Non-Traditional Photography Gear

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"Out of the Comics" by D. Travis North

Very often when we think of photography equipment and accessories, the things that come to mind are lenses, flashes, filters, shoulder straps, and so on. But not everything in your kit needs to be explicitly designed for photography. Whether your kits fits into your camera bag or whether it’s a pile in the corner of your living room, there are countless other items that you might want to consider having for your photography. Here’s a list of non-traditional items that I consider part of my photography kit:

  • Flat Bed Sheets – I have two flat bed sheets that I use only for photography: A plain white one and a navy blue one. They work well as a quick and dirty backdrop for products. Albeit – my sheets are from a twin bed, so when it comes to larger items, I have to resort to the living room carpet. If you were buying one flat out, I’d recommend a Queen size or even a King size sheet.
  • Bungie Cords (various sizes) – I read recently on Strobist about the various uses for bungies (they specifically call out ball-bungie loops). You can use them to hang flashes in odd places, strap extra gear to your bag (your sheets, perhaps), stabilize a tripod or even use it to hang things like backdrops and keep them tight.
  • Ruler – I always carry a ruler with me. Well, actually, I carry an engineering scale – same difference. I use mine as a focusing aid when I shoot macro. But it’s also useful when you need to quickly document the relative size of things – the size of a leaf you see.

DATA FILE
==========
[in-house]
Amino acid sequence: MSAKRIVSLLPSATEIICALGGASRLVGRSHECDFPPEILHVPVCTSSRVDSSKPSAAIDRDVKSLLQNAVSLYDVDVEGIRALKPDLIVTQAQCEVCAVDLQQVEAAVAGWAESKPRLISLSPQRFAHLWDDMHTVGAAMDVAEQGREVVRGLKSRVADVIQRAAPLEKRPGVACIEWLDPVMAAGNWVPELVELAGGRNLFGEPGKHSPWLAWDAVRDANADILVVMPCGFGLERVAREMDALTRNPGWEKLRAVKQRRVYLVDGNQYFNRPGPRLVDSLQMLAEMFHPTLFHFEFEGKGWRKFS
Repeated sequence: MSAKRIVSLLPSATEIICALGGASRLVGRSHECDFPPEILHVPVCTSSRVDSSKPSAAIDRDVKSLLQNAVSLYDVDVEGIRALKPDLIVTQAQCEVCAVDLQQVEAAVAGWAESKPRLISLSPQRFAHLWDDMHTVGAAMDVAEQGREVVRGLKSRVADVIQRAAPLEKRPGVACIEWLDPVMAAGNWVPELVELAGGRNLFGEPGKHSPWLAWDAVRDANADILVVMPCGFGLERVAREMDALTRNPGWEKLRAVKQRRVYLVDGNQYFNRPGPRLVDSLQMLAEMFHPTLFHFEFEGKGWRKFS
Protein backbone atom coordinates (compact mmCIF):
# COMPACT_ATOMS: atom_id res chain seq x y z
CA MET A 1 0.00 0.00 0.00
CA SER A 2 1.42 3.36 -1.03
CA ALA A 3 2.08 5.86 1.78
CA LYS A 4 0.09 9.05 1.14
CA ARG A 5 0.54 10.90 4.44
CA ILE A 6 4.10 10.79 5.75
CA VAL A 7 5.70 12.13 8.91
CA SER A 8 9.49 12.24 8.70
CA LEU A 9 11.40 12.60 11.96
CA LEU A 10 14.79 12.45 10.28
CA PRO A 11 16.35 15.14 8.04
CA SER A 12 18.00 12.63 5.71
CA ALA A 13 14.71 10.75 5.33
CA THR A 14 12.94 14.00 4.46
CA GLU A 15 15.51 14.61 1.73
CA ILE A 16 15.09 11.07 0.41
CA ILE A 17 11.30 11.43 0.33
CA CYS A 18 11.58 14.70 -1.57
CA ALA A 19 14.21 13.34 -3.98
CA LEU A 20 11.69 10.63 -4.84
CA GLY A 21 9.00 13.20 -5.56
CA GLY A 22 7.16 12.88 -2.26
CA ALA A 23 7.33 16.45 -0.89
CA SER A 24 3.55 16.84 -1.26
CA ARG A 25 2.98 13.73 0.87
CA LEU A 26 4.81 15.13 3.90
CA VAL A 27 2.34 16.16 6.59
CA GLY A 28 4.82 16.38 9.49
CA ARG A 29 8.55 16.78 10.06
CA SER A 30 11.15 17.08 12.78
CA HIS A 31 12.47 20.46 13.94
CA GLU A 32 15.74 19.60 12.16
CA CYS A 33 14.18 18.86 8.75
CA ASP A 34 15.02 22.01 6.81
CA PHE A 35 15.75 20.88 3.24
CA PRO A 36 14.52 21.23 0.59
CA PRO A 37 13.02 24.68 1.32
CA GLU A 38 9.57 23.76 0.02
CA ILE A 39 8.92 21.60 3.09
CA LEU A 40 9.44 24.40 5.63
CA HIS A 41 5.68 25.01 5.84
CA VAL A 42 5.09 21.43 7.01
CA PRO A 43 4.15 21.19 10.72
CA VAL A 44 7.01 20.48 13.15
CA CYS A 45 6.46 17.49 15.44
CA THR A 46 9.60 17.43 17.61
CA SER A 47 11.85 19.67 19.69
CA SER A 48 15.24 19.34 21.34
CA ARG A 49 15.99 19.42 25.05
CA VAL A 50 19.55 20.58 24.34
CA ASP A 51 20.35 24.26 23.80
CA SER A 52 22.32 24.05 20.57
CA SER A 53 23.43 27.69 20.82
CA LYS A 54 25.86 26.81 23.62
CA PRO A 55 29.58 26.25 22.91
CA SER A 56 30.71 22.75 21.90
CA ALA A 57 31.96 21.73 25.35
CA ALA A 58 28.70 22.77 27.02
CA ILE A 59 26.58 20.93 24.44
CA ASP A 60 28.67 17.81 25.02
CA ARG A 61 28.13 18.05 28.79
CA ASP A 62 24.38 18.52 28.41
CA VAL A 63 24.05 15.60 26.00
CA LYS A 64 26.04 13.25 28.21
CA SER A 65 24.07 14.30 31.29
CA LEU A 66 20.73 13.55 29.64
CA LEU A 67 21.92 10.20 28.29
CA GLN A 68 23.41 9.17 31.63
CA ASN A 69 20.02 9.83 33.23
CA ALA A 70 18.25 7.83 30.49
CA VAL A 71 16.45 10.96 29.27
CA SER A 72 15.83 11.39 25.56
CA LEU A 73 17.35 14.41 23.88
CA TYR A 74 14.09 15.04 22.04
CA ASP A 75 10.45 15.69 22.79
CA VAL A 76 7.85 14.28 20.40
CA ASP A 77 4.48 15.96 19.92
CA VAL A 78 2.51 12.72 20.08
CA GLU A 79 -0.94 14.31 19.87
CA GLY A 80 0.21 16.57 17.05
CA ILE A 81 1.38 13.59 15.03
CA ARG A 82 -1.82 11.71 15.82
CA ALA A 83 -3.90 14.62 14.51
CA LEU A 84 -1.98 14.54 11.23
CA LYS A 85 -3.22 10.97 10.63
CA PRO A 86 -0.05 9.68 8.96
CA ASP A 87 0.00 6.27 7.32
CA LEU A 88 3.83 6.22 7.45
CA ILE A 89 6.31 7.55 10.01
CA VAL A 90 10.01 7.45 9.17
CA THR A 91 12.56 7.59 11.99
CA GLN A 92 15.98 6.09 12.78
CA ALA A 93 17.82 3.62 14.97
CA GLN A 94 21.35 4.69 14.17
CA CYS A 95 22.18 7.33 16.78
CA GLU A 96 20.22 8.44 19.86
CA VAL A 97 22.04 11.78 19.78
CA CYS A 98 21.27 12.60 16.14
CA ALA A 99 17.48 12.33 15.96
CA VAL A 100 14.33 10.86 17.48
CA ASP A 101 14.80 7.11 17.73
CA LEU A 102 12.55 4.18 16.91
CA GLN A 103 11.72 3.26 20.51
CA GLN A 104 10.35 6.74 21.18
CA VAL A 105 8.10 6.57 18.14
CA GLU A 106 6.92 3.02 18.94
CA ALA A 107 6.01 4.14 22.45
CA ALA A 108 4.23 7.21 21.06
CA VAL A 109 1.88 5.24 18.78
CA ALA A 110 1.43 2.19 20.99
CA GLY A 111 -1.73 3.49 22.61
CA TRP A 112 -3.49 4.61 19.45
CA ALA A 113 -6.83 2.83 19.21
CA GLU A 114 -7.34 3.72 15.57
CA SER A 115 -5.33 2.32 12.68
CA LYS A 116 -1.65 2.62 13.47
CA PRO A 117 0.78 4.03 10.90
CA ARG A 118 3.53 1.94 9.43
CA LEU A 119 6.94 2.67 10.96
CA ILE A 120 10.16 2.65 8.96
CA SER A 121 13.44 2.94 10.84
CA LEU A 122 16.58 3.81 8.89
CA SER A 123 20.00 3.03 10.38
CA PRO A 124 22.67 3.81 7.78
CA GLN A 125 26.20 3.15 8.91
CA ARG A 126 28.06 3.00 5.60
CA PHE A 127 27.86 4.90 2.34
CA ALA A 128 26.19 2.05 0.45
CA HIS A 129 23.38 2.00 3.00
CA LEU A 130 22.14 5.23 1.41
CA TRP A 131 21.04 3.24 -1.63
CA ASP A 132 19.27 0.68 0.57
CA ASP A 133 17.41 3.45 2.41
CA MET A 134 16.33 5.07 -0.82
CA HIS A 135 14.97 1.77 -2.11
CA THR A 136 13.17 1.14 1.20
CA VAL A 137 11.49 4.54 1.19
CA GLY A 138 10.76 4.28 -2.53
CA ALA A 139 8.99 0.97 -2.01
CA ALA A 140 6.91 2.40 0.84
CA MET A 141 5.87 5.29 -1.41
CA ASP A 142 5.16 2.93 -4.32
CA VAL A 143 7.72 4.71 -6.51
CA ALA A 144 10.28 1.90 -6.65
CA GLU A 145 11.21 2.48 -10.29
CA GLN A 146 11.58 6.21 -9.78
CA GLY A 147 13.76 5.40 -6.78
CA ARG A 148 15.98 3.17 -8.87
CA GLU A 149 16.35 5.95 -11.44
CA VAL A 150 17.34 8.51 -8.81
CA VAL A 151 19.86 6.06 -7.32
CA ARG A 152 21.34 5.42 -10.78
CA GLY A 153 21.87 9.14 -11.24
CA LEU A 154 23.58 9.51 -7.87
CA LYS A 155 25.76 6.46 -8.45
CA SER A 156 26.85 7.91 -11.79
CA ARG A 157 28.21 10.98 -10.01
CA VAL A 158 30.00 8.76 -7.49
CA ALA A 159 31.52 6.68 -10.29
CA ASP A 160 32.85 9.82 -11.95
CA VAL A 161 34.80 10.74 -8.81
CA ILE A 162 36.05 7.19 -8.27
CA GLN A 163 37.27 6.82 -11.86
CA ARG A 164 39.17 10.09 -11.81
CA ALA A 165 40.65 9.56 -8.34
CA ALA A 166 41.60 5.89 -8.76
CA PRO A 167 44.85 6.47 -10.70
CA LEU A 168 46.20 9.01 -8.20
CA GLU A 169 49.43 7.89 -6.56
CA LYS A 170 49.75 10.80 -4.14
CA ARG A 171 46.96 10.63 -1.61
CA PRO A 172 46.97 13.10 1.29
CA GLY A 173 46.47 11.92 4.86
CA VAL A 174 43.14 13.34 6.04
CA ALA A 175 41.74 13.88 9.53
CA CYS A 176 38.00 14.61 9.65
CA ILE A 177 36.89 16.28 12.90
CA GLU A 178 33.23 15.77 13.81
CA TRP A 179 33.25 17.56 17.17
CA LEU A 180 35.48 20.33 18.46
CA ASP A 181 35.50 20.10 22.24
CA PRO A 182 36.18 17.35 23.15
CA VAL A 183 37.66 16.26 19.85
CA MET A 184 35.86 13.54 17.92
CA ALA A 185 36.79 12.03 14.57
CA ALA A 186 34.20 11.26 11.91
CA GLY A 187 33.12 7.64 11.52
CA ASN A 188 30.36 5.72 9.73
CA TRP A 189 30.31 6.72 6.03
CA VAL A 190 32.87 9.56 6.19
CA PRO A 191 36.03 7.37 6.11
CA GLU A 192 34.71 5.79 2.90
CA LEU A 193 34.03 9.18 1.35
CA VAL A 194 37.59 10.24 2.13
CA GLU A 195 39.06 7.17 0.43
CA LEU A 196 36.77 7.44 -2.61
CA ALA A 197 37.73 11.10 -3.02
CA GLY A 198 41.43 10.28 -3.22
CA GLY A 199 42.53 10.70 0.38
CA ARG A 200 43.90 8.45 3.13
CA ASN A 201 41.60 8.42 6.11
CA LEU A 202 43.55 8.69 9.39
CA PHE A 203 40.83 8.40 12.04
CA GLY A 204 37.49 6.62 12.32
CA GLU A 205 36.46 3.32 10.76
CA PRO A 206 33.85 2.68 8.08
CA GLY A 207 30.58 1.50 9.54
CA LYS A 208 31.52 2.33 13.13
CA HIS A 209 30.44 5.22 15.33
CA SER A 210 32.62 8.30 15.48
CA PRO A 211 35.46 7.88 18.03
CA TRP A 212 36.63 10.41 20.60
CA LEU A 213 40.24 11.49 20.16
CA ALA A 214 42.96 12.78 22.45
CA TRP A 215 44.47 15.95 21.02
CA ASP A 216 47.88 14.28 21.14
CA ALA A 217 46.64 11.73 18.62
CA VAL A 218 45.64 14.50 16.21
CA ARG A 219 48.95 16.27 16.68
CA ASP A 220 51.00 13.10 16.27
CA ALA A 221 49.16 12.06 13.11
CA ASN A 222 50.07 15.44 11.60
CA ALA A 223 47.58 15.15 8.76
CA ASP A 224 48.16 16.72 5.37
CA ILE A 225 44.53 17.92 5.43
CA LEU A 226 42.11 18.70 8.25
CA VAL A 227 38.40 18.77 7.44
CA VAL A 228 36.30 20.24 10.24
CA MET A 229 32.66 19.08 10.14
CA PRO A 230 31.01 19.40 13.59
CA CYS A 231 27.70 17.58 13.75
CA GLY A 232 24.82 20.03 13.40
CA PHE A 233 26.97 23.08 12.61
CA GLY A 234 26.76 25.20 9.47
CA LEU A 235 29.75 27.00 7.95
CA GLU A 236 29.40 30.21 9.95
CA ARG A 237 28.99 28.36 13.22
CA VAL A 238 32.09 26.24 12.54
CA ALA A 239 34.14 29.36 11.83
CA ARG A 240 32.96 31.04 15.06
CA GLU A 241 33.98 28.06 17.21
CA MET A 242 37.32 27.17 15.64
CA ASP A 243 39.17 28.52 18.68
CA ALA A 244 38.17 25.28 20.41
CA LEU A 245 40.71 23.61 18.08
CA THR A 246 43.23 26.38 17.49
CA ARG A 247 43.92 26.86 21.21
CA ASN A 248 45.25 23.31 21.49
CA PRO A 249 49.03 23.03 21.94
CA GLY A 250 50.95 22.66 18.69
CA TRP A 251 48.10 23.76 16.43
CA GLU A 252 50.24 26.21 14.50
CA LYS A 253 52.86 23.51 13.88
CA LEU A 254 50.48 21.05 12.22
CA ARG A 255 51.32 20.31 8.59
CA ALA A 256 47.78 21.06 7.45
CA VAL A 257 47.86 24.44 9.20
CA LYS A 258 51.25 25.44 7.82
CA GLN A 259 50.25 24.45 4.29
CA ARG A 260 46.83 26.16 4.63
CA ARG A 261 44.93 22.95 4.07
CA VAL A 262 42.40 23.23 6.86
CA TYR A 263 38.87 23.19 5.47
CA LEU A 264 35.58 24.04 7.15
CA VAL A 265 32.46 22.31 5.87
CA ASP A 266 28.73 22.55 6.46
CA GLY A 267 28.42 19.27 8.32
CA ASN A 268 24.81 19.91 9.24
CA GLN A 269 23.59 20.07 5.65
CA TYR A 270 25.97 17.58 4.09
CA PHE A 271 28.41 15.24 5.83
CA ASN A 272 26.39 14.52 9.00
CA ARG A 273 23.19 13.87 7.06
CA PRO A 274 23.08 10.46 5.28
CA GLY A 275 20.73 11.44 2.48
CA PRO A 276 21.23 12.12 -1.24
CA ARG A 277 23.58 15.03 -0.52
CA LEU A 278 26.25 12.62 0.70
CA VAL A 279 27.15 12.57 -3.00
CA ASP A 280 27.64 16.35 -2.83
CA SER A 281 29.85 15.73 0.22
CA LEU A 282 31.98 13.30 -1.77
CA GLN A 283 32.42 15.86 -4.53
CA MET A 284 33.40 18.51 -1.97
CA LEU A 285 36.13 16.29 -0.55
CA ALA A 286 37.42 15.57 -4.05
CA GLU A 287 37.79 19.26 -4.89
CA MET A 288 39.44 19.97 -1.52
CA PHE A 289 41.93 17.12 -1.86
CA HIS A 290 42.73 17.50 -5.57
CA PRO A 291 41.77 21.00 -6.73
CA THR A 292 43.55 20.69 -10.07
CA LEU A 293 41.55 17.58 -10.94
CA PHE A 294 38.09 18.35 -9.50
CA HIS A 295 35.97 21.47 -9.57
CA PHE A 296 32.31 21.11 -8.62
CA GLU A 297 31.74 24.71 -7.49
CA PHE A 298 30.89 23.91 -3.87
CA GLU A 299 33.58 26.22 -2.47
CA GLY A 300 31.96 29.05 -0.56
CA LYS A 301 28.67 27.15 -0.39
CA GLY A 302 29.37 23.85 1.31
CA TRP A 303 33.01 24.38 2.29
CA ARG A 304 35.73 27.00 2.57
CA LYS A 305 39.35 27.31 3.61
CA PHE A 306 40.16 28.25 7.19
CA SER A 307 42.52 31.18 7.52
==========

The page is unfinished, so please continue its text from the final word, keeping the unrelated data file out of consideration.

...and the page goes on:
• Compressed Air Duster – These are almost vital to the maintenance of any piece of equipment. The squeeze ball blowers, in my opinion, aren’t as effective at getting dust out of tight spaces as a nice can of compressed air. You can even get small collapsible tubes to toss in your travel kit.
  • Boxes (various shapes and sizes) – I have a number of boxes that I use to prop things up for a shot. Don’t worry about appearences, that’s what the sheets are for – drape a sheet over any box, and it will look great.
  • Small Screwdrivers – For emergencies, I keep a set of small precision screwdrivers. These are often available at DIY electronics stores (Radio Shack) or your local hardware store in the form of a kit. You won’t need to carry all of them, but two or three in varying sizes would be good if you need to tighten or fix something in a pinch.
  • Small Notebook – I am partial to Moleskine’s products. They are small, durable notebooks that I carry with me at all times. I primarily use it for notes about a specific photo (the stuff that isn’t in your EXIF data). But I also jot down ideas about possible shots or opportunities. Don’t forget to pack a pencil/pen as well.
  • Props – I have children, so I have countless objects and toys that I can use as props. But before my kids came along, I had plenty of knick-knacks and toys that I kept for shooting props: dried flowers, matchbox cars, wood carvings and so on. If you shoot portraiture, you may wish to consider things like bikes, benches, silk flowers or even costumes.
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About Author

D. Travis North is a professional Landscape Architect, a Freelance Photographer and founder of Shutter Photo. Ever since he picked up his first SLR, his father's Nikon N2000, he's been hooked on photography. Travis likes to photograph urban environments, architectural details and has a new-found interest in close-up photography. His work can be found at D. Travis North Photography. Follow Travis on twitter: @dtnorth.

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